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Some Men May Inherit a Higher Risk of Heart Disease From Dad

Study Shows Certain Genes Carried on the 'Male’ Chromosome May Increase Heart Disease Risk by 50%
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WebMD Health News
Reviewed by Laura J. Martin, MD

Feb. 8, 2012 -- Move over, estrogen. There's a new theory that helps explain why men are more likely than women to get heart disease.

A new study shows that some men may inherit a higher risk for heart disease directly from their fathers.

The finding is significant in the world of genetics because it ties heart disease risk to the male Y chromosome. Previous studies have suggested that the Y chromosome, which carries relatively few genes, has little to do with inheritance beyond conferring male sex characteristics.

“It gives a completely new role for the Y chromosome,” says Lisa Bloomer, MSc, who made the discovery as a third-year PhD student in the department of cardiovascular sciences at the University of Leicester in the U.K. “It changes a lot of how we see genetics and the sex chromosomes and how important they are.”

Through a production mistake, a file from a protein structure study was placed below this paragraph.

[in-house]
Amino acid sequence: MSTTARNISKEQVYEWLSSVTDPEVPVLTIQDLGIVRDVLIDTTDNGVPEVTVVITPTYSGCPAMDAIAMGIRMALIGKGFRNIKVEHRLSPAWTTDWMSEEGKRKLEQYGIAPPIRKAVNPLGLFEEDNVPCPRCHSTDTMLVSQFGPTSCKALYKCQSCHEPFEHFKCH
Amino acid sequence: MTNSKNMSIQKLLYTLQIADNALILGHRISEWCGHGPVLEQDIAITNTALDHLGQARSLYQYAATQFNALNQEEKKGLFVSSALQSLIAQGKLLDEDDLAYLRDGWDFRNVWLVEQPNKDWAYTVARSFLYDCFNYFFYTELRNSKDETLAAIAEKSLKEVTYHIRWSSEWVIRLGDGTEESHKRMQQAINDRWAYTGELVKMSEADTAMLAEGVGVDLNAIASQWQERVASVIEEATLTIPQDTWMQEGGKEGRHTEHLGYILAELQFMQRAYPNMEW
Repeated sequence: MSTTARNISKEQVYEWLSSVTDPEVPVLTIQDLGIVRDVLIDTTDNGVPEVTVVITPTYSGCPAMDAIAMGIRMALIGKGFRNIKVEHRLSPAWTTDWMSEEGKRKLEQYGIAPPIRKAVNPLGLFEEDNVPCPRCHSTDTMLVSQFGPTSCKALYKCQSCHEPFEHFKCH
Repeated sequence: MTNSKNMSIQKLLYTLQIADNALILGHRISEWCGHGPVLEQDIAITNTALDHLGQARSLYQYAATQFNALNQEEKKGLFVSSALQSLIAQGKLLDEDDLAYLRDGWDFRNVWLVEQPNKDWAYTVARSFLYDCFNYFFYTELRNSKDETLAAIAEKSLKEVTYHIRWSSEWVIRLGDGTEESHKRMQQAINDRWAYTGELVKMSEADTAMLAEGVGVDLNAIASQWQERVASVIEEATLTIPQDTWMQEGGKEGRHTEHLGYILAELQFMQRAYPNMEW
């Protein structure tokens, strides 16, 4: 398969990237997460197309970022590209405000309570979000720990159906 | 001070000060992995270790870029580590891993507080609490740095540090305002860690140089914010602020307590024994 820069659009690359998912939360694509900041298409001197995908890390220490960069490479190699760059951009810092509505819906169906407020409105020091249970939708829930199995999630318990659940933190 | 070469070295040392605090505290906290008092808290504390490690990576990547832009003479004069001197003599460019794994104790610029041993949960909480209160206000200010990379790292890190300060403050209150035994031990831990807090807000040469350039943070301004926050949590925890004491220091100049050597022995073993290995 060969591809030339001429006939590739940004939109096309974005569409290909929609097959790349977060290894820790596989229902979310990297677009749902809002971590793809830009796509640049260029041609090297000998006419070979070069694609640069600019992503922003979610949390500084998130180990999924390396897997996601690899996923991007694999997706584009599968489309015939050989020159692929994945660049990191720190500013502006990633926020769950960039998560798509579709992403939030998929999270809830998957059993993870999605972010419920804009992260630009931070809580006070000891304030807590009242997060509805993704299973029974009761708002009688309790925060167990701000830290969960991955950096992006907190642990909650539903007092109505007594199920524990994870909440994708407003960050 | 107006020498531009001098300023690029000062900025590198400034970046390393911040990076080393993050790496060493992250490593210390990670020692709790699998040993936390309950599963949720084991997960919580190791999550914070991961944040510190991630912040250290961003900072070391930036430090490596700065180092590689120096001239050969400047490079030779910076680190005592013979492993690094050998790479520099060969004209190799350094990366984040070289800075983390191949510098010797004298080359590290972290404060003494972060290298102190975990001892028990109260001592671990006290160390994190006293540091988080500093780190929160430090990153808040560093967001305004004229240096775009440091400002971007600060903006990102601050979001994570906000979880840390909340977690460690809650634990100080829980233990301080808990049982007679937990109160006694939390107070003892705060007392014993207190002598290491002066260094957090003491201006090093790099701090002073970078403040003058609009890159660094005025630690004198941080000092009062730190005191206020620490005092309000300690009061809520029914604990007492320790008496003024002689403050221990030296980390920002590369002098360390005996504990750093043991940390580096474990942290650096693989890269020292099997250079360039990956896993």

The Y Chromosome and Heart Disease

For the study, which is published in The Lancet, an international team of researchers analyzed DNA from more than 3,000 men in the U.K.

In particular, they looked at 11 regions on the Y chromosome. Because the Y chromosome has not changed much over time, scientists can use these regions to determine a person’s ancestry. In genetics, people with shared ancestry belong to the same haplogroup. There are thought to be about 30 haplogroups worldwide.

Researchers found that men who developed heart disease were more likely to belong to the same haplogroup -- haplogroup I -- compared to men who stayed healthy. In fact, being a member of haplogroup I raised a man’s risk for heart disease by about 50% compared to men of different backgrounds.

That risk remained even after researchers took into account traditional risk factors for heart disease like high blood pressure, cholesterol, smoking, diabetes, and obesity.

Haplogroup I was the third most powerful predictor that men would develop heart disease, behind their HDL, or “good,” cholesterol levels, and whether or not they were taking cholesterol-lowering drugs. Experts estimate that about 20% of men in Europe and 10% of men in the U.S. belong to haplogroup I.

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